The gin smells like juniper and pine, tastes like a London Dry to start but leaves behind a woodsy mouth feel. The distillers note that their botanical blend has “complimented its juniper with a hint of cedar and citrus, a dash of fragrant lavender and sarsaparilla root, and the vibrant notes of coriander.” (Wayward Distillation House – Spirits page)

Both their vodka and gin are well balanced; neither one of them has a particularly dominant flavour, and are fantastic sipping spirits. I would not want to obscure their flavour in a cocktail with too much sugar, but would be curious how they would fare in a Vesper, since it calls for both vodka and gin. Combining the two together on their own in my taster glass is magnificent! The distillers suggest drinking the vodka neat, and drinking the gin in a martini.

Sons of Vancouver – Amaretto Review

Sons of Vancouver is a new distillery operating out of North Vancouver. They opened on March 14, 2015 and have been enjoying immediate success. They won the Best of BC Distilled competition for this year in the “Favourite Spirits/Liqueur” category for their Amaretto, and both of their vodkas came in second and third place in the “Favourite Vodka” category.

LOVE Amaretto. I wrote a blog post earlier this year about making a saffron Amaretto sour. With the Sons of Vancouver Amaretto though, you won’t need to add any flavoured syrups, because this flavour is so outstanding on its own. I think I just want to drink it straight until the bottle is gone, and then cry about I can’t just live at the distillery. Yes, it’s THAT good!!

The label tells us that it’s crafted from apricot kernels, Bourbon vanilla beans, and No. 82 Amaretto label from behindorange peel. Then later, gets sweetened with Demerera sugar and BC blackberry honey to round out the flavour. Oddly enough, there does not appear to be any almonds in it. Upon some further research however, it turns out that a lot Amaretto (e.g. DiSaronno) does not have almonds in it, despite it being an “almond liqueur”. Guess it’s easier to make almond liqueur sound more appetizing than apricot pit liqueur? And yet, some distillers do add bitter almonds or sweet almonds into the distillation process. The Spirit of BC‘s review indicates that the distillers wanted to emphasize using only local ingredients; so perhaps, using imported almonds would not fit the bill? Makes me wonder they got their Bourbon vanilla beans then, as those tend to be from Madagascar!

No. 82 AmarettoThe front of the bottle says “No. 82” Amaretto, and according to The Spirit of BC’s review, this is because they made 81 batches of Amaretto before they reached the flavour they were the most satisfied with. Well, I gotta say, it shows! This Amaretto is not only the best I have ever tasted, but it’s distilled locally too, and I <3 supporting local distillers, whenever possible.

So, how does it taste? It smells like vanilla, honey, and mildly like root beer. It tastes strongly vanilla, and has a wonderful nutty roundness to it. The finish is sweet and not strong in alcohol flavour. At 26% ABV, it’s not surprising, and falls in line with their competition. The honey and Demerera sugar give it a nice, syrupy thickness to it, but it doesn’t taste overpowering or cheap. I would much prefer this in a latte over almond syrup, any day!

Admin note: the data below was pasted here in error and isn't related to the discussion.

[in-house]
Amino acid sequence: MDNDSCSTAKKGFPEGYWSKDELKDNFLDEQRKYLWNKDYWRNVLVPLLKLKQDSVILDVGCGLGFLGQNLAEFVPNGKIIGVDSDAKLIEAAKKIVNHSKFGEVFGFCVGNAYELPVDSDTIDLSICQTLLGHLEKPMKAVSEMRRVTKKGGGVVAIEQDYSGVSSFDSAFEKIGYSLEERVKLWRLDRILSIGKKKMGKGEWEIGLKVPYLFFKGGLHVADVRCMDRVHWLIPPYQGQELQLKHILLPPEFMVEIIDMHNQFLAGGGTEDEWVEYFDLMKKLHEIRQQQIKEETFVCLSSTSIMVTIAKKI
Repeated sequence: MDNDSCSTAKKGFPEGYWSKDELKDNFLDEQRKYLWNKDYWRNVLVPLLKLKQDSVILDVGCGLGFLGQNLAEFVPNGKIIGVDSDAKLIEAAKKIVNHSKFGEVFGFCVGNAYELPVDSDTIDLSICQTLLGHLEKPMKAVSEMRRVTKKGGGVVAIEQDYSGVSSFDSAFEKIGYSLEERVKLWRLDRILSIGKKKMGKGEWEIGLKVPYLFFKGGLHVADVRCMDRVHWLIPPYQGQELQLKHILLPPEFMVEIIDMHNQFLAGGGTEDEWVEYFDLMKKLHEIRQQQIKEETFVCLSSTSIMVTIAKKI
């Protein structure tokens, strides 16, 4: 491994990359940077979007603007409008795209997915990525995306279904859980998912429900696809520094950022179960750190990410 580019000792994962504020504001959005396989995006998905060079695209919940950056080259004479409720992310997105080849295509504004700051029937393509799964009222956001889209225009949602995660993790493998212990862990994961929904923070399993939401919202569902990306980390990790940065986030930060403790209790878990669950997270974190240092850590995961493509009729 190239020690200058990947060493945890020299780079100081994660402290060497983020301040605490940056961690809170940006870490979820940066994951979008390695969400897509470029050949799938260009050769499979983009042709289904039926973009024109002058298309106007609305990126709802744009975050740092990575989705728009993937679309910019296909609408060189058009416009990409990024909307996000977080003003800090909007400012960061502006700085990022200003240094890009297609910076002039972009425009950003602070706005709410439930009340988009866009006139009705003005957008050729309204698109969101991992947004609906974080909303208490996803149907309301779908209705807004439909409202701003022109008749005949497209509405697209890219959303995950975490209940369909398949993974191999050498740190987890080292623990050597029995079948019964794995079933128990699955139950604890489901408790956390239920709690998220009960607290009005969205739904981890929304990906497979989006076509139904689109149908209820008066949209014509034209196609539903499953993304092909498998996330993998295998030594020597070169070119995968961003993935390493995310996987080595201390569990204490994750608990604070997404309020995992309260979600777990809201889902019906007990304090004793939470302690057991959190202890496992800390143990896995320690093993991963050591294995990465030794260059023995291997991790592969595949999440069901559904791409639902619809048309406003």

Deep Cove Gin – Review

First off, I applaud people for having the tenacity to operate a distillery. I am so happy that there are more local craft distilleries popping up in British Columbia! Not as fast as craft breweries or cider houses, but definitely making a significant impact.

And then sometimes, you come across a craft brewery that wants to dip their toes into craft distilling. One example of this is Deep Cove Brewers & Distillers (another example of this is The Fermentorium – the distillery brain child behind Phillips Brewing in Victoria, BC). Some people would argue that just because someone knows how to make beer dDeep Cove Ginoes not mean they know how to make a good gin. Some people would argue that (craft) alcohol production is all the same thing….or is it? Would you trust a wine maker to produce a yummy beer? Would you go into a Scotch distillery expecting to find a good wine? Now, I’m certainly not against people trying their hand at it, or even bringing in a “resident expert” to produce under an already established name. That’s good marketing. But, is it good alcohol? Furthermore, in an increasing craft market, how does a company make something distinct enough to be remembered and yet still palatable?

Enter Deep Cove Gin. They named their gin “Oliver” because they added olives and rosemary into their production. It is common to find rosemary as a botanical, but far less common to find olives. Seems to fit, since a lot of Martinis come with olives as a garnish, or one can order a “dirty Martini”, which is a Martini with some olive brine in it.

The bottle smelled great but the straight up flavour on its own was overpowering. Definitely not a sipping gin. Would not go well in sweet cocktails, and much to my surprise, I also did not like it in a Caesar. I did however enjoy it in a Martini, and an Avocado Gimlet (see here for the recipe). I also wonder how different it would taste if I merely left olives and rosemary in some gin myself to infuse? I did not get a chance to try it with tonic water, so it could mix well into that. Overall, I was disappointed and perhaps I expected it to be more versatile than it was. It had a smooth body to it and little after burn.

I give it 2.5 stars

Even though I haven’t given it a high rating, I am still eager to try their vodka, their sweet tea vodka, and their whiskey. Some distillers are better at one spirit than others.